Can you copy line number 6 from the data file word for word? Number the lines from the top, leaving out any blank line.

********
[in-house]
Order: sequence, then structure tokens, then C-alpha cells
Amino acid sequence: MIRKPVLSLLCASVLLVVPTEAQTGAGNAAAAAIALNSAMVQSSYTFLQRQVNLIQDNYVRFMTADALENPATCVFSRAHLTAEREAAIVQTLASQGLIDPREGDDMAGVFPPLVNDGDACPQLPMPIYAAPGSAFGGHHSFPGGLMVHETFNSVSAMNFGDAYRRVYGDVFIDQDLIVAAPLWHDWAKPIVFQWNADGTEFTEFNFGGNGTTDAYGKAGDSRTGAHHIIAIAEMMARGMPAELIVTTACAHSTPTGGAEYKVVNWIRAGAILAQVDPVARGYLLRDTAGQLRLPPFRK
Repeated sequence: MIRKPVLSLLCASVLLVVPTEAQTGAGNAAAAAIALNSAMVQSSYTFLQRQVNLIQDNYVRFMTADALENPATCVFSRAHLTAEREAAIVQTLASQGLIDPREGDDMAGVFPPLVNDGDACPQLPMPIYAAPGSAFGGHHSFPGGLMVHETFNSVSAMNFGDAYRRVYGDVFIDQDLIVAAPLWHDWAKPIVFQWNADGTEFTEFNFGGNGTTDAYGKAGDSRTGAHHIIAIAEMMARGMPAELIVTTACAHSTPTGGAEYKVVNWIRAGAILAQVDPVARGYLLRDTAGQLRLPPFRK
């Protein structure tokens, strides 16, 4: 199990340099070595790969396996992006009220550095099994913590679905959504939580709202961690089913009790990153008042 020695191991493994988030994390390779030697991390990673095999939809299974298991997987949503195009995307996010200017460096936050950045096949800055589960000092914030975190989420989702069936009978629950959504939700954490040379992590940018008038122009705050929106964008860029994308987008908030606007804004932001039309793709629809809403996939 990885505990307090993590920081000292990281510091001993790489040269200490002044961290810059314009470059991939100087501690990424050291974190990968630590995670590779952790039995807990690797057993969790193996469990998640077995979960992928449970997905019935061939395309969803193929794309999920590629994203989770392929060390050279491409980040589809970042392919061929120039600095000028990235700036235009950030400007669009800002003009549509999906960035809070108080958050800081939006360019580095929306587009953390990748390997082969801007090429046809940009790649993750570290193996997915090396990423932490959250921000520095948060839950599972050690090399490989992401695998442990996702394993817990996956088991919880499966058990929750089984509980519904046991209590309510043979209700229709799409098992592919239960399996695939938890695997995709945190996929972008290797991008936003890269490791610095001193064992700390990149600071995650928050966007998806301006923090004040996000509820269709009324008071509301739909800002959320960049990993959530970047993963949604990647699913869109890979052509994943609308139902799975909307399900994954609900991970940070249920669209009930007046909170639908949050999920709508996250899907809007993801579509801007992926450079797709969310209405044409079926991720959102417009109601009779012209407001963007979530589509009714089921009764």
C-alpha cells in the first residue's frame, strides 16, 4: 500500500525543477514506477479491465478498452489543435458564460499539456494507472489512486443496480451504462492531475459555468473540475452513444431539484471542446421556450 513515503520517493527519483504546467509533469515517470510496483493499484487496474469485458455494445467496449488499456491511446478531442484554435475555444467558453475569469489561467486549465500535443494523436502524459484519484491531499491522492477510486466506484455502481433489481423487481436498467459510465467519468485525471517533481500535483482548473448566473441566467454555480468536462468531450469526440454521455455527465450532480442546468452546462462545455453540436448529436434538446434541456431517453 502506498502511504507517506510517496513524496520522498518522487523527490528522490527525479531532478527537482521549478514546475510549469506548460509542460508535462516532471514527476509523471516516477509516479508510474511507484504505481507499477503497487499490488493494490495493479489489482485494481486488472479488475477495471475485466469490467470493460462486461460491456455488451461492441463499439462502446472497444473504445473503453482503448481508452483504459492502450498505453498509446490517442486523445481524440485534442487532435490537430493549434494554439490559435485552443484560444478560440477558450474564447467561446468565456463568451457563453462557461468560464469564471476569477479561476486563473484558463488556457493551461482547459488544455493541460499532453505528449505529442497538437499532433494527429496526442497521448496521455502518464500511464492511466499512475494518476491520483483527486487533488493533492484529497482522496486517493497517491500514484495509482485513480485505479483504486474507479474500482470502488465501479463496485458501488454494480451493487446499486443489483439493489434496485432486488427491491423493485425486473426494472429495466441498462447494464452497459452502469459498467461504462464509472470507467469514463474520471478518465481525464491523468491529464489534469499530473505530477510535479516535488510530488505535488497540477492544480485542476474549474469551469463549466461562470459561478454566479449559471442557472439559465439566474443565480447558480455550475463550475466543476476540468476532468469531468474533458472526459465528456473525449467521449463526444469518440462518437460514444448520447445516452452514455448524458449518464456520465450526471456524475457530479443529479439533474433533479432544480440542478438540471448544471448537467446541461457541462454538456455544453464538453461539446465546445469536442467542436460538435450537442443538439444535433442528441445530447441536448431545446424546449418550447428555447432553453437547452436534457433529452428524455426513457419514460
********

C-alpha cells in the first residue's frame, strides 16, 4: 500500500525543477514506477479491465478498452489543435458564460499539456494507472489512486443496480451504462492531475459555468473540475452513444431539484471542446421556450 513515503520517493527519483504546467509533469515517470510496483493499484487496474469485458455494445467496449488499456491511446478531442484554435475555444467558453475569469489561467486549465500535443494523436502524459484519484491531499491522492477510486466506484455502481433489481423487481436498467459510465467519468485525471517533481500535483482548473448566473441566467454555480468536462468531450469526440454521455455527465450532480442546468452546462462545455453540436448529436434538446434541456431517453 502506498502511504507517506510517496513524496520522498518522487523527490528522490527525479531532478527537482521549478514546475510549469506548460509542460508535462516532471514527476509523471516516477509516479508510474511507484504505481507499477503497487499490488493494490495493479489489482485494481486488472479488475477495471475485466469490467470493460462486461460491456455488451461492441463499439462502446472497444473504445473503453482503448481508452483504459492502450498505453498509446490517442486523445481524440485534442487532435490537430493549434494554439490559435485552443484560444478560440477558450474564447467561446468565456463568451457563453462557461468560464469564471476569477479561476486563473484558463488556457493551461482547459488544455493541460499532453505528449505529442497538437499532433494527429496526442497521448496521455502518464500511464492511466499512475494518476491520483483527486487533488493533492484529497482522496486517493497517491500514484495509482485513480485505479483504486474507479474500482470502488465501479463496485458501488454494480451493487446499486443489483439493489434496485432486488427491491423493485425486473426494472429495466441498462447494464452497459452502469459498467461504462464509472470507467469514463474520471478518465481525464491523468491529464489534469499530473505530477510535479516535488510530488505535488497540477492544480485542476474549474469551469463549466461562470459561478454566479449559471442557472439559465439566474443565480447558480455550475463550475466543476476540468476532468469531468474533458472526459465528456473525449467521449463526444469518440462518437460514444448520447445516452452514455448524458449518464456520465450526471456524475457530479443529479439533474433533479432544480440542478438540471448544471448537467446541461457541462454538456455544453464538453461539446465546445469536442467542436460538435450537442443538439444535433442528441445530447441536448431545446424546449418550447428555447432553453437547452436534457433529452428524455426513457419514460